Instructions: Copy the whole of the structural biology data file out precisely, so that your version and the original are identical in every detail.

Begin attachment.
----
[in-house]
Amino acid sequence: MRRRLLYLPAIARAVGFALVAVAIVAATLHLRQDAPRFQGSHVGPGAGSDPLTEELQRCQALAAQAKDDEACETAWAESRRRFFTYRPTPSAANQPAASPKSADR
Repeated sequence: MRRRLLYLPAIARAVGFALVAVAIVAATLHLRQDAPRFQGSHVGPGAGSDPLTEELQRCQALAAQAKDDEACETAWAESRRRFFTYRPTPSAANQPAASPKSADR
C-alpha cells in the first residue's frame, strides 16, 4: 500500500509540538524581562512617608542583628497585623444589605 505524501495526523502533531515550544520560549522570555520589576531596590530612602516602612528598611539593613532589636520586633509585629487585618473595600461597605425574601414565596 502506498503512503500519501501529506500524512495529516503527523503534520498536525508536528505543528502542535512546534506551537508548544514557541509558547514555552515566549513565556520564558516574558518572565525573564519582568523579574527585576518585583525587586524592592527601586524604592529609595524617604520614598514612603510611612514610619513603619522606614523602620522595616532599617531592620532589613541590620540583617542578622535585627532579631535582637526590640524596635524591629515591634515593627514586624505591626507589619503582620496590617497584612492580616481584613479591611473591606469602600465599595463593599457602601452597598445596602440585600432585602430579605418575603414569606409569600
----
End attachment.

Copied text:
[in-house]
Amino acid sequence: MRRRLLYLPAIARAVGFALVAVAIVAATLHLRQDAPRFQGSHVGPGAGSDPLTEELQRCQALAAQAKDDEACETAWAESRRRFFTYRPTPSAANQPAASPKSADR
Repeated sequence: MRRRLLYLPAIARAVGFALVAVAIVAATLHLRQDAPRFQGSHVGPGAGSDPLTEELQRCQALAAQAKDDEACETAWAESRRRFFTYRPTPSAANQPAASPKSADR
C-alpha cells in the first residue's frame, strides 16, 4: 500500500509540538524581562512617608542583628497585623444589605 505524501495526523502533531515550544520560549522570555520589576531596590530612602516602612528598611539593613532589636520586633509585629487585618473595600461597605425574601414565596 502506498503512503500519501501529506500524512495529516503527523503534520498536525508536528505543528502542535512546534506551537508548544514557541509558547514555552515566549513565556520564558516574558518572565525573564519582568523579574527585576518585583525587586524592592527601586524604592529609595524617604520614598514612603510611612514610619513603619522606614523602620522595616532599617531592620532589613541590620540583617542578622535585627532579631535582637526590640524596635524591629515591634515593627514586624505591626507589619503582620496590617497584612492580616481584613479591611473591606469602600465599595463593599457602601452597598445596602440585600432585602430579605418575603414569606409569600